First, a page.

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2.12.2007

Season Preview: The Tampa Bay Devil Rays

Continuing our preview of the American League East is a look at the Tampa Bay Devil Rays upcoming season.

Pitching is not exactly the D'Rays strong point and I'm not sure what exactly is. Their stud, Scott Kasmir will lead the starting five again this season, coming off of a year where he went 10-8 with a 3.24 ERA in 24 starts. Not bad. He will be joined by lefty Casey Fossum and righties James Shields, Tim Corcoran and occassional reliever Jason Hammel, who each struggled through losing seasons in 2006. Since there are no new faces in Tampa Bay's rotation, left-hander J.P Howell and righty Brian Stokes will rightfully vie for a starting spot.

Experienced reliever Dan Miceli will join righties Shawn Camp, Ruddy Lugo, Chad Orvella and Seth McClung, who will take a shot at the closer spot, along with lefty Jon Switzer rounding out the pen. Out of these six, you will find not one with an ERA under 3.81, so there is room for improvement this year, which should come with more innings.

Rocco Baldelli, who hit .302 last season, will once again roam center field, accompanied by monster lefty Carl Crawford (.305) in left and Delmon Young in right. Young enjoyed a pretty productive season last year, hitting .317 in 30 games with the D'Rays. Switch-hitting first baseman Greg Norton and designated hitter Jonny Gomes will back things up in the outfield.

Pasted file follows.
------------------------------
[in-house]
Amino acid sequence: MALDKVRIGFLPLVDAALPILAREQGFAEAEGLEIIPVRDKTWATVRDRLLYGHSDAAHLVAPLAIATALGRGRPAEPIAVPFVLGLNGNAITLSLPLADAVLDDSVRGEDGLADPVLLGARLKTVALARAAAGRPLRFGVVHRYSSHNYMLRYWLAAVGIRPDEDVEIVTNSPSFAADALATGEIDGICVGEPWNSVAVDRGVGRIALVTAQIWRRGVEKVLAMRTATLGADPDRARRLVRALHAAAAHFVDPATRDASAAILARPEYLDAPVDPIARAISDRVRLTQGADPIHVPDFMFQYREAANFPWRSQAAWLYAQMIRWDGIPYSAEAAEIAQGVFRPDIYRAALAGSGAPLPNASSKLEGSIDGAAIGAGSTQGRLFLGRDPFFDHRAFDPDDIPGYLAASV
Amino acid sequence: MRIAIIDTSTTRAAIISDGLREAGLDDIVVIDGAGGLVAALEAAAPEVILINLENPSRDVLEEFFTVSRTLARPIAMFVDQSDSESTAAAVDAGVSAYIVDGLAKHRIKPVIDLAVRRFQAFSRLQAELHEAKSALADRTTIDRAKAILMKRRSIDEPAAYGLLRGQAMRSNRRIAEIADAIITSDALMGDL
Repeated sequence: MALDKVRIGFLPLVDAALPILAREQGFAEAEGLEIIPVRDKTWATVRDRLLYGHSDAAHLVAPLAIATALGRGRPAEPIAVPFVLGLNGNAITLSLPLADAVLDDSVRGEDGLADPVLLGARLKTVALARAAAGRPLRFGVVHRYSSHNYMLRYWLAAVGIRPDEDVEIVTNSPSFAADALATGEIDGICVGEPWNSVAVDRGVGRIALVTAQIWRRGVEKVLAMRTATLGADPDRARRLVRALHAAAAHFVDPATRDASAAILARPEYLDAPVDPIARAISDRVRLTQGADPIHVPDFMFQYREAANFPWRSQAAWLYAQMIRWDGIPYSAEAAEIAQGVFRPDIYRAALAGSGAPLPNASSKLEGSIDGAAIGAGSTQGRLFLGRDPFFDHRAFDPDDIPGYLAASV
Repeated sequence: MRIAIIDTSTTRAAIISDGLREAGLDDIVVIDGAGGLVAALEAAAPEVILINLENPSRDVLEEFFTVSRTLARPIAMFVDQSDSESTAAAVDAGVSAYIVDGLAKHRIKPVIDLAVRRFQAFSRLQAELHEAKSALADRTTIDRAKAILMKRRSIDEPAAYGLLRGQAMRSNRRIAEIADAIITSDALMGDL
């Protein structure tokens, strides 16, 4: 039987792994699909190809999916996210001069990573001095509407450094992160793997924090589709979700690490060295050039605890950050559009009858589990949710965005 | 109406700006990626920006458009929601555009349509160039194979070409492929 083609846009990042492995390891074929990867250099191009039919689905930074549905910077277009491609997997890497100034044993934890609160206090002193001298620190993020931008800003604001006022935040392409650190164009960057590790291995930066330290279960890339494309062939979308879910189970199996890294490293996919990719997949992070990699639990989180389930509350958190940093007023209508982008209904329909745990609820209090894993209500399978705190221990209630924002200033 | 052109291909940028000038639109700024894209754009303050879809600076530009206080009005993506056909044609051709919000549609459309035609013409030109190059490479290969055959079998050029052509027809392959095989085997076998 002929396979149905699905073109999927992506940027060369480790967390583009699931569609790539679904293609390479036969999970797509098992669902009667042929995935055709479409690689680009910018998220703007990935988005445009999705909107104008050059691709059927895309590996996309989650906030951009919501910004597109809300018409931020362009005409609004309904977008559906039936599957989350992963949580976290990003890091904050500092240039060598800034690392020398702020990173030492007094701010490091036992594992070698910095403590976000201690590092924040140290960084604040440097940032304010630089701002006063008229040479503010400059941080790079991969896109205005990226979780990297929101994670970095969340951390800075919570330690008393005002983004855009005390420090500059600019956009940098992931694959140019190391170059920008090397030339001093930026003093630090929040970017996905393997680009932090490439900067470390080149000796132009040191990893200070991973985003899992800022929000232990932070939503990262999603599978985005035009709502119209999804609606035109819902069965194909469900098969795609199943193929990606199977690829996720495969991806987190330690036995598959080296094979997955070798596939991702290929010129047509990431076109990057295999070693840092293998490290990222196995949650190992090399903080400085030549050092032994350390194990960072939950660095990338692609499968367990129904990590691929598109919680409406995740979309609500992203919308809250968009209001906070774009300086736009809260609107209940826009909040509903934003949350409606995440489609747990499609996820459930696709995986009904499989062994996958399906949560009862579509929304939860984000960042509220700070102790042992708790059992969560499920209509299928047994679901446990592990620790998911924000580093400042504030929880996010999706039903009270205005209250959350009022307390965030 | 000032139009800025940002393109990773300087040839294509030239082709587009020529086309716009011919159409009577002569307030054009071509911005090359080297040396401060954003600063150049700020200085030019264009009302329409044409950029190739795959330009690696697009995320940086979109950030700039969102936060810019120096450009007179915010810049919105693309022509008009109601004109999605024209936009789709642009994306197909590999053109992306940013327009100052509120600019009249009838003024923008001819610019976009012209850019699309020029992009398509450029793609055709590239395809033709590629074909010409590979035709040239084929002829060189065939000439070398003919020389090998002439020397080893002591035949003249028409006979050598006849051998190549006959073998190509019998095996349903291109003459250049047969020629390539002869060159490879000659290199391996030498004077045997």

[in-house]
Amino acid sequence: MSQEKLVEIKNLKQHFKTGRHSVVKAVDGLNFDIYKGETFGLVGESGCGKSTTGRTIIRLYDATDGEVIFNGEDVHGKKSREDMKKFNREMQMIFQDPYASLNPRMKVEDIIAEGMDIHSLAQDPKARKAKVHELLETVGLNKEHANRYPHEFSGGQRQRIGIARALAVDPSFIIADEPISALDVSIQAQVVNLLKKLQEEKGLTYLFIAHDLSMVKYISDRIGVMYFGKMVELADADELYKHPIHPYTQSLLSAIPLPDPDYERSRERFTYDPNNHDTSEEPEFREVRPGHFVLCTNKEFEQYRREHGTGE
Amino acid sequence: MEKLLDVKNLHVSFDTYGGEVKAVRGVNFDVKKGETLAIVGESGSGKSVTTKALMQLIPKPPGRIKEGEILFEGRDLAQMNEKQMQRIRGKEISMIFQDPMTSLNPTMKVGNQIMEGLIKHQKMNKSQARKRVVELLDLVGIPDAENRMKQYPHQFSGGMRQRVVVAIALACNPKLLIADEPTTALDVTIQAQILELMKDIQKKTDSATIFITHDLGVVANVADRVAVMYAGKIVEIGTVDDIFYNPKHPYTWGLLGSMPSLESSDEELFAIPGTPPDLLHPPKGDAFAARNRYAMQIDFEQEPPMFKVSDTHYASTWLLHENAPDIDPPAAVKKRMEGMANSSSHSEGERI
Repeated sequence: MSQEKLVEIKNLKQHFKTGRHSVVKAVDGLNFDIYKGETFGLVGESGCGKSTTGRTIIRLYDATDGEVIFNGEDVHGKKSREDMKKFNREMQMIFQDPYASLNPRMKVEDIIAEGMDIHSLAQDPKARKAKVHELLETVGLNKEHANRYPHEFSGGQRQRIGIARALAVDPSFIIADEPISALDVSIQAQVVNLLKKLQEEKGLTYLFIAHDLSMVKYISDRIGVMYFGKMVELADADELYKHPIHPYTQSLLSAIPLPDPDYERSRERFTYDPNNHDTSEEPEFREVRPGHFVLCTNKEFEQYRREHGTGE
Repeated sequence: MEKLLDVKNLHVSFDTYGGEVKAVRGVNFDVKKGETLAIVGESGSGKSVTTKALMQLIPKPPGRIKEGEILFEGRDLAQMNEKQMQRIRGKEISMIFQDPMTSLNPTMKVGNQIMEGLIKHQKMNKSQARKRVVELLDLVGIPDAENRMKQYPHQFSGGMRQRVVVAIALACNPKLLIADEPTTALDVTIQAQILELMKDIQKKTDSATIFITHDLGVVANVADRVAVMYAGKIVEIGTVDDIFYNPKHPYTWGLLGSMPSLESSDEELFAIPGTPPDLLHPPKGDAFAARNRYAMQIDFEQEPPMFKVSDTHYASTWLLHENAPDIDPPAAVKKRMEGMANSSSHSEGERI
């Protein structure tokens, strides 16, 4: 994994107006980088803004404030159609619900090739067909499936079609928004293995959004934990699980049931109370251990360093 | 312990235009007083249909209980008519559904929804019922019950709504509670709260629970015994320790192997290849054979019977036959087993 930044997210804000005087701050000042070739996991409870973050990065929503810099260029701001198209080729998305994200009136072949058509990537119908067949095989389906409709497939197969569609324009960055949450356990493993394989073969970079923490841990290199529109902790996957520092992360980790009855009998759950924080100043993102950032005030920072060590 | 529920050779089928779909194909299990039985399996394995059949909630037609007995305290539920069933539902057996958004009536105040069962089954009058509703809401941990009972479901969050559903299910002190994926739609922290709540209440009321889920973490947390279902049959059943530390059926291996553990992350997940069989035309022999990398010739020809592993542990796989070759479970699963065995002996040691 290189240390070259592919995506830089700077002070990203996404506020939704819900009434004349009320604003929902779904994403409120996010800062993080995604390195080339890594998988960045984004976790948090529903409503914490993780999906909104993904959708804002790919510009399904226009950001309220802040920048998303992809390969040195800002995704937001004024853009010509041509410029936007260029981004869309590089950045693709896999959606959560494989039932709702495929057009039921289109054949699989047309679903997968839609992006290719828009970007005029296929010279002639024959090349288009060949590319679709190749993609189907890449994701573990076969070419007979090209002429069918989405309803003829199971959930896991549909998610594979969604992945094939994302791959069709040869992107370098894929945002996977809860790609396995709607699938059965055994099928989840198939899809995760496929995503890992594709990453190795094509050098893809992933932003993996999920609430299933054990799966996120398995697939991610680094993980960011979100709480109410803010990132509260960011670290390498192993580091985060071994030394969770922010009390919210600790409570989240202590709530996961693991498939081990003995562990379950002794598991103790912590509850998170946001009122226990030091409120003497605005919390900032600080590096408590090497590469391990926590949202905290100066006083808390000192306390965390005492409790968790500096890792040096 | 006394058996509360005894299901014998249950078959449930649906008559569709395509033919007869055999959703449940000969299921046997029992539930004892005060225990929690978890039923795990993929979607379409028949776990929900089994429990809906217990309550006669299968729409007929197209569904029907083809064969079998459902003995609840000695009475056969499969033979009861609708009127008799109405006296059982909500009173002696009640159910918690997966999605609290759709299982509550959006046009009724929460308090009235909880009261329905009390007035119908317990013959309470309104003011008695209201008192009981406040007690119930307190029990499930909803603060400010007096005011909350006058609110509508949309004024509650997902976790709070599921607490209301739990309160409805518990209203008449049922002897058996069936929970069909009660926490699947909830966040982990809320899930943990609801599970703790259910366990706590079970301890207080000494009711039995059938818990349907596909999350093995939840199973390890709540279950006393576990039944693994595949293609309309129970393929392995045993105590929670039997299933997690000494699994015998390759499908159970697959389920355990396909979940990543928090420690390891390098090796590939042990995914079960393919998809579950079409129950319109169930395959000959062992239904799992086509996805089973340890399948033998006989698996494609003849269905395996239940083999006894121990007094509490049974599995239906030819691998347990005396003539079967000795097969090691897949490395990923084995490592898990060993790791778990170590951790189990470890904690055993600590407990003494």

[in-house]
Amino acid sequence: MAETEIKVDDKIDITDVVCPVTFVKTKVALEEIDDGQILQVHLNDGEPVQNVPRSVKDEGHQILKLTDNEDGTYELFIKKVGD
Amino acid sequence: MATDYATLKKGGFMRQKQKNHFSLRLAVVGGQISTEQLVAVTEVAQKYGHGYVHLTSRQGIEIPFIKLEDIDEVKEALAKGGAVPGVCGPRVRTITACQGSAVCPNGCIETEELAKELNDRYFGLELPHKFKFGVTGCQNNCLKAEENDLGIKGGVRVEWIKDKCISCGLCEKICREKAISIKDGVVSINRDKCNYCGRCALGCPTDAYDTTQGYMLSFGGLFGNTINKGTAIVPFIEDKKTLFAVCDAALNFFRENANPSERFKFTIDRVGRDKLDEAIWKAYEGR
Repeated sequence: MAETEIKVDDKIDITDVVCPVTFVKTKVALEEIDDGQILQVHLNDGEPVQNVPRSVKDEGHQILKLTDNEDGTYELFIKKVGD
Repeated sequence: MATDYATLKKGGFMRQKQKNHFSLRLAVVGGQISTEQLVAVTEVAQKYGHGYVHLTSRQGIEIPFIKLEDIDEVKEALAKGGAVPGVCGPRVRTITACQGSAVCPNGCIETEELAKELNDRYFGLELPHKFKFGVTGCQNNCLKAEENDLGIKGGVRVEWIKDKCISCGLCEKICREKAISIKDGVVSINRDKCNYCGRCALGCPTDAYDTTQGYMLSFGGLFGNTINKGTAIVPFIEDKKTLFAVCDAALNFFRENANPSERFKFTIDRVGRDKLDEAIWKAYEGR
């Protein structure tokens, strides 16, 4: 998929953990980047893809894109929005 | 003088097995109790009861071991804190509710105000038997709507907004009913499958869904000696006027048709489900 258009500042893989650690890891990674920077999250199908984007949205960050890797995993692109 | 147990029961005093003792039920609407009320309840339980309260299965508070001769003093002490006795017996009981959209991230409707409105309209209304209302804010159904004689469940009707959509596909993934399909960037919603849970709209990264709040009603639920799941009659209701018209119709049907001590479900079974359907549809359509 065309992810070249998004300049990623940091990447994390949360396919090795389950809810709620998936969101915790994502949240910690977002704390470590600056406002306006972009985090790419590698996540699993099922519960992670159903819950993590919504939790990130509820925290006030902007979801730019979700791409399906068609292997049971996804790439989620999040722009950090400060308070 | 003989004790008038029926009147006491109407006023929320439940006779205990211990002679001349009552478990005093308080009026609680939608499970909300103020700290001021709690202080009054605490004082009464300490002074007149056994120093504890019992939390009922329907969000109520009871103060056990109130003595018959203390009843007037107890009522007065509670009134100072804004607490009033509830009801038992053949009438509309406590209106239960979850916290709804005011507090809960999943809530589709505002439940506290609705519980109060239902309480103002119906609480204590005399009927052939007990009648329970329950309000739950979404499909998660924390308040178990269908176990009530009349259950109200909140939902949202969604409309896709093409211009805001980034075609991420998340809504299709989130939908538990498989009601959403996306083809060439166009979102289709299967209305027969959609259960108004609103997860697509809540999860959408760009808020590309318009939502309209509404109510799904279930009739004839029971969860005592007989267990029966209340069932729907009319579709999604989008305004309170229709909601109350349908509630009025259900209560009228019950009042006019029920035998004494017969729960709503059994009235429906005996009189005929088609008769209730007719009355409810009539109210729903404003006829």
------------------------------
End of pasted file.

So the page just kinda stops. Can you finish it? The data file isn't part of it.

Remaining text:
When your DH has only 41 career home runs with a .241 average, things could get dicey. Joining Norton (.296) at the opposite corner is five-time Japanese League All-Star Akinori Iwamura at third base, supported by righty B.J. Upton.

Heads-up second baseman Jorge Cantu and will tag team with Ben Zobrist and short stop Brendon Harris, who played only 25 games last season between the Cincinnati Reds and the Washington Nationals. Ty Wigginton will back up all positions in the infield.

Dioner Navarro, who caught 54 games for Tampa Bay last season will start behind the plate with Josh Paul, who caught four more games and Shawn Riggans, who has but 10 games of major league experience.

The Devil Rays had a terrible 61-101 record last year and will attempt to avoid another 100-loss season, without having done anything extravagant to their lineup, besides adding an arm from the Japanese League, which was a good move on their part... if they want to stay hip, you know.


Depth Chart

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